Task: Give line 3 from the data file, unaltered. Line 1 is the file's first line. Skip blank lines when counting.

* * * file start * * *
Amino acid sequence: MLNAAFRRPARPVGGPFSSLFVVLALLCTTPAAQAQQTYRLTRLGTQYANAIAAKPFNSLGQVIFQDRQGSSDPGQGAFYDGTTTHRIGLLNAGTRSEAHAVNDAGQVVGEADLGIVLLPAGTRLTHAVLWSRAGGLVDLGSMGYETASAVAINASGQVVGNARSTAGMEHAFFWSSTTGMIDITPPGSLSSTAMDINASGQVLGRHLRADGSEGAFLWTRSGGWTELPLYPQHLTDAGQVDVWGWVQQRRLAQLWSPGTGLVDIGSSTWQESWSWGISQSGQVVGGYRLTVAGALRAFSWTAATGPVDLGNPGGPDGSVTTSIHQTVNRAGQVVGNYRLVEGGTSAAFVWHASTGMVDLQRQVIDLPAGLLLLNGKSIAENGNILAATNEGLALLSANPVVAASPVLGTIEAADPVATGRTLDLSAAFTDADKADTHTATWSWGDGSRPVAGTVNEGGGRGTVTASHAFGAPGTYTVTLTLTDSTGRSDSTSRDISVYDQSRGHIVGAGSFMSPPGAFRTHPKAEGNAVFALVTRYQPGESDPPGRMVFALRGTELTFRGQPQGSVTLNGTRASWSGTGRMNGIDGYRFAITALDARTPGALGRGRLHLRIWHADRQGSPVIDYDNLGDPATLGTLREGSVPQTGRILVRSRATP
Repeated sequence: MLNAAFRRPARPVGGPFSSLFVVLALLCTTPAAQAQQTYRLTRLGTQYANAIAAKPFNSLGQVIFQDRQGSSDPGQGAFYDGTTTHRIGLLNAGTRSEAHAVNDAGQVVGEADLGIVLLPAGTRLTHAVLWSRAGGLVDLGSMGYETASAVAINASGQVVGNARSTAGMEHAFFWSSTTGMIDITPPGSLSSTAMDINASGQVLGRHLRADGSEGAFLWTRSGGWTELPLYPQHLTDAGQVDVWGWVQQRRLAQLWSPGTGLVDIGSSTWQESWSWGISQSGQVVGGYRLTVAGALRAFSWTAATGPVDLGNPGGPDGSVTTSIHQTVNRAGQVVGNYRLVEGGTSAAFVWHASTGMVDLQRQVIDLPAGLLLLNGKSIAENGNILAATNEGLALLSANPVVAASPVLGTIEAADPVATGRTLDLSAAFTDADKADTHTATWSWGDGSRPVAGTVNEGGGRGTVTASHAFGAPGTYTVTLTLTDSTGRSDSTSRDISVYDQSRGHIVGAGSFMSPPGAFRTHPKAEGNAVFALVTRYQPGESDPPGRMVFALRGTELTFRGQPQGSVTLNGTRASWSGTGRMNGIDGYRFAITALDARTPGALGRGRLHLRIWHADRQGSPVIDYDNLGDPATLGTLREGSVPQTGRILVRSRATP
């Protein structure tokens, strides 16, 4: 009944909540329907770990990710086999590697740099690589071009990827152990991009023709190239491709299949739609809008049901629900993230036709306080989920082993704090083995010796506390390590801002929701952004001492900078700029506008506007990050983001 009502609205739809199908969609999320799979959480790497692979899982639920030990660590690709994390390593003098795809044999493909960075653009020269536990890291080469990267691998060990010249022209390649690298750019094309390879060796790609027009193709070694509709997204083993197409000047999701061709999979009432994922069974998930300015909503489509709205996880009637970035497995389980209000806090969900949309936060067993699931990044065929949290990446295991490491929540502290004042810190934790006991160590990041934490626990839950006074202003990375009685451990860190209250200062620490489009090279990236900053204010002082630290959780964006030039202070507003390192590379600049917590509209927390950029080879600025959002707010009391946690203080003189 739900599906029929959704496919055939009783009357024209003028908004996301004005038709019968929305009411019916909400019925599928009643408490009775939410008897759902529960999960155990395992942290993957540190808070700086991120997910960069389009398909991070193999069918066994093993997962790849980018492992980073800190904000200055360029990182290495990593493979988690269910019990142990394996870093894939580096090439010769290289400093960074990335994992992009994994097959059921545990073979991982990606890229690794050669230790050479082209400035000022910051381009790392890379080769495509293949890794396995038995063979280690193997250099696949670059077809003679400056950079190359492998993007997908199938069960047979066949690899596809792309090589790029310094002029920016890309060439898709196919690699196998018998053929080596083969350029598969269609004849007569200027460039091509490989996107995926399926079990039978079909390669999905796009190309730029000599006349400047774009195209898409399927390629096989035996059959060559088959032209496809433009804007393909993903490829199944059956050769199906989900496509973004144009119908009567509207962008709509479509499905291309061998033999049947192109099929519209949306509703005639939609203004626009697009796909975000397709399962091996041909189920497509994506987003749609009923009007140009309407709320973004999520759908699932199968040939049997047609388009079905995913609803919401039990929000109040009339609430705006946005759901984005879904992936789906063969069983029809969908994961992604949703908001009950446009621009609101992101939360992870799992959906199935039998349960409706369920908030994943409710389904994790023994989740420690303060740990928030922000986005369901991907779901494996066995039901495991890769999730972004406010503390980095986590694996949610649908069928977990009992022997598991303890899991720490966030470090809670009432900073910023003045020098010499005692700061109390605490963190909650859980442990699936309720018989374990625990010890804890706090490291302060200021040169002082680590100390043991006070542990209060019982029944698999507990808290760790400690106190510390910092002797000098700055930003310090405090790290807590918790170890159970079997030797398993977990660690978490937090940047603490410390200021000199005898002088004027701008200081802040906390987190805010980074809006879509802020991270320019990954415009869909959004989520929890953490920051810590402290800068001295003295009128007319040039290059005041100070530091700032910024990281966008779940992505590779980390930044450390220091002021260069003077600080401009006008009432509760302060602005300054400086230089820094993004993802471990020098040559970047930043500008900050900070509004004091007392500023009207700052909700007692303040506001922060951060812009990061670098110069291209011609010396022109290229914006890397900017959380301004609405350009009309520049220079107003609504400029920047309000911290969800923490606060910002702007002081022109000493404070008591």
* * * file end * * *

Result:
């Protein structure tokens, strides 16, 4: 009944909540329907770990990710086999590697740099690589071009990827152990991009023709190239491709299949739609809008049901629900993230036709306080989920082993704090083995010796506390390590801002929701952004001492900078700029506008506007990050983001 009502609205739809199908969609999320799979959480790497692979899982639920030990660590690709994390390593003098795809044999493909960075653009020269536990890291080469990267691998060990010249022209390649690298750019094309390879060796790609027009193709070694509709997204083993197409000047999701061709999979009432994922069974998930300015909503489509709205996880009637970035497995389980209000806090969900949309936060067993699931990044065929949290990446295991490491929540502290004042810190934790006991160590990041934490626990839950006074202003990375009685451990860190209250200062620490489009090279990236900053204010002082630290959780964006030039202070507003390192590379600049917590509209927390950029080879600025959002707010009391946690203080003189 739900599906029929959704496919055939009783009357024209003028908004996301004005038709019968929305009411019916909400019925599928009643408490009775939410008897759902529960999960155990395992942290993957540190808070700086991120997910960069389009398909991070193999069918066994093993997962790849980018492992980073800190904000200055360029990182290495990593493979988690269910019990142990394996870093894939580096090439010769290289400093960074990335994992992009994994097959059921545990073979991982990606890229690794050669230790050479082209400035000022910051381009790392890379080769495509293949890794396995038995063979280690193997250099696949670059077809003679400056950079190359492998993007997908199938069960047979066949690899596809792309090589790029310094002029920016890309060439898709196919690699196998018998053929080596083969350029598969269609004849007569200027460039091509490989996107995926399926079990039978079909390669999905796009190309730029000599006349400047774009195209898409399927390629096989035996059959060559088959032209496809433009804007393909993903490829199944059956050769199906989900496509973004144009119908009567509207962008709509479509499905291309061998033999049947192109099929519209949306509703005639939609203004626009697009796909975000397709399962091996041909189920497509994506987003749609009923009007140009309407709320973004999520759908699932199968040939049997047609388009079905995913609803919401039990929000109040009339609430705006946005759901984005879904992936789906063969069983029809969908994961992604949703908001009950446009621009609101992101939360992870799992959906199935039998349960409706369920908030994943409710389904994790023994989740420690303060740990928030922000986005369901991907779901494996066995039901495991890769999730972004406010503390980095986590694996949610649908069928977990009992022997598991303890899991720490966030470090809670009432900073910023003045020098010499005692700061109390605490963190909650859980442990699936309720018989374990625990010890804890706090490291302060200021040169002082680590100390043991006070542990209060019982029944698999507990808290760790400690106190510390910092002797000098700055930003310090405090790290807590918790170890159970079997030797398993977990660690978490937090940047603490410390200021000199005898002088004027701008200081802040906390987190805010980074809006879509802020991270320019990954415009869909959004989520929890953490920051810590402290800068001295003295009128007319040039290059005041100070530091700032910024990281966008779940992505590779980390930044450390220091002021260069003077600080401009006008009432509760302060602005300054400086230089820094993004993802471990020098040559970047930043500008900050900070509004004091007392500023009207700052909700007692303040506001922060951060812009990061670098110069291209011609010396022109290229914006890397900017959380301004609405350009009309520049220079107003609504400029920047309000911290969800923490606060910002702007002081022109000493404070008591």